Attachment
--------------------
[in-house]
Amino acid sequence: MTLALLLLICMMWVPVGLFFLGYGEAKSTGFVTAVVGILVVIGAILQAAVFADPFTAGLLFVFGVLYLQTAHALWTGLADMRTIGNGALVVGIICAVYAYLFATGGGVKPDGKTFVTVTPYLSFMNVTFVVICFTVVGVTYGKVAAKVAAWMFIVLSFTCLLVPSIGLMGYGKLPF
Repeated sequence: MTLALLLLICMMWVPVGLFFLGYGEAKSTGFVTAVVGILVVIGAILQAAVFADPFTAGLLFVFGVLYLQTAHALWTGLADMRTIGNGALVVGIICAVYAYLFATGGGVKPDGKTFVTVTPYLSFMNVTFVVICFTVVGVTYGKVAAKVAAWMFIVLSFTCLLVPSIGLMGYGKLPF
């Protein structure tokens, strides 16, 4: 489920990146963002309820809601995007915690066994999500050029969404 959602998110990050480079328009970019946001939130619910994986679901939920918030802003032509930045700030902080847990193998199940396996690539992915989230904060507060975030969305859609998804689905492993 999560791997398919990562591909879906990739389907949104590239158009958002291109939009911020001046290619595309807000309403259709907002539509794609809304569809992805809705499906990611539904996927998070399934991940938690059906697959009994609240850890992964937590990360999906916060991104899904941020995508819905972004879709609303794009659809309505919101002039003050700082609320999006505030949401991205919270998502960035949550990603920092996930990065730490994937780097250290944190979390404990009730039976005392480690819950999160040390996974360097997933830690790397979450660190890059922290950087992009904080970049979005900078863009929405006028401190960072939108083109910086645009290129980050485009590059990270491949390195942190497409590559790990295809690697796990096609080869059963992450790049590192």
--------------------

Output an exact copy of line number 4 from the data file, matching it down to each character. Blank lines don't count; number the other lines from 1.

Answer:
């Protein structure tokens, strides 16, 4: 489920990146963002309820809601995007915690066994999500050029969404 959602998110990050480079328009970019946001939130619910994986679901939920918030802003032509930045700030902080847990193998199940396996690539992915989230904060507060975030969305859609998804689905492993 999560791997398919990562591909879906990739389907949104590239158009958002291109939009911020001046290619595309807000309403259709907002539509794609809304569809992805809705499906990611539904996927998070399934991940938690059906697959009994609240850890992964937590990360999906916060991104899904941020995508819905972004879709609303794009659809309505919101002039003050700082609320999006505030949401991205919270998502960035949550990603920092996930990065730490994937780097250290944190979390404990009730039976005392480690819950999160040390996974360097997933830690790397979450660190890059922290950087992009904080970049979005900078863009929405006028401190960072939108083109910086645009290129980050485009590059990270491949390195942190497409590559790990295809690697796990096609080869059963992450790049590192």